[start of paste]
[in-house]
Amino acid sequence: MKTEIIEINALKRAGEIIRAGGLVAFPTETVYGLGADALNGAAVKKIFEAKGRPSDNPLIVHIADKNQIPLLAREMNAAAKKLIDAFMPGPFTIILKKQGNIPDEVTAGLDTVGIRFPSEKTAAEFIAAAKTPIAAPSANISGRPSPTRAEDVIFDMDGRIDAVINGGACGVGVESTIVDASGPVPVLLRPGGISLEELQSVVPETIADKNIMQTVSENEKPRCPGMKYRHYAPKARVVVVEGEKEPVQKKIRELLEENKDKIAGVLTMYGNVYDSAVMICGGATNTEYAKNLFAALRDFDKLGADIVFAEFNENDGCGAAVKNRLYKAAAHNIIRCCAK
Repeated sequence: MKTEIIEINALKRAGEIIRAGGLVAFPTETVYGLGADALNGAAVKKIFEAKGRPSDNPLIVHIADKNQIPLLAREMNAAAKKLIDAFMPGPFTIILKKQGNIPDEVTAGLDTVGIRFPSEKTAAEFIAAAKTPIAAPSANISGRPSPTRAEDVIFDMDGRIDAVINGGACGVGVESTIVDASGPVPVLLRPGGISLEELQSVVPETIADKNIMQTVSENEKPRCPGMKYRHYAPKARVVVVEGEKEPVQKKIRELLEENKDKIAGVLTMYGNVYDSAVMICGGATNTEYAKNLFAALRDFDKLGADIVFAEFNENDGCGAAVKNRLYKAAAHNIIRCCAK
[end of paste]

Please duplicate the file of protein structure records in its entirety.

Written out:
[in-house]
Amino acid sequence: MKTEIIEINALKRAGEIIRAGGLVAFPTETVYGLGADALNGAAVKKIFEAKGRPSDNPLIVHIADKNQIPLLAREMNAAAKKLIDAFMPGPFTIILKKQGNIPDEVTAGLDTVGIRFPSEKTAAEFIAAAKTPIAAPSANISGRPSPTRAEDVIFDMDGRIDAVINGGACGVGVESTIVDASGPVPVLLRPGGISLEELQSVVPETIADKNIMQTVSENEKPRCPGMKYRHYAPKARVVVVEGEKEPVQKKIRELLEENKDKIAGVLTMYGNVYDSAVMICGGATNTEYAKNLFAALRDFDKLGADIVFAEFNENDGCGAAVKNRLYKAAAHNIIRCCAK
Repeated sequence: MKTEIIEINALKRAGEIIRAGGLVAFPTETVYGLGADALNGAAVKKIFEAKGRPSDNPLIVHIADKNQIPLLAREMNAAAKKLIDAFMPGPFTIILKKQGNIPDEVTAGLDTVGIRFPSEKTAAEFIAAAKTPIAAPSANISGRPSPTRAEDVIFDMDGRIDAVINGGACGVGVESTIVDASGPVPVLLRPGGISLEELQSVVPETIADKNIMQTVSENEKPRCPGMKYRHYAPKARVVVVEGEKEPVQKKIRELLEENKDKIAGVLTMYGNVYDSAVMICGGATNTEYAKNLFAALRDFDKLGADIVFAEFNENDGCGAAVKNRLYKAAAHNIIRCCAK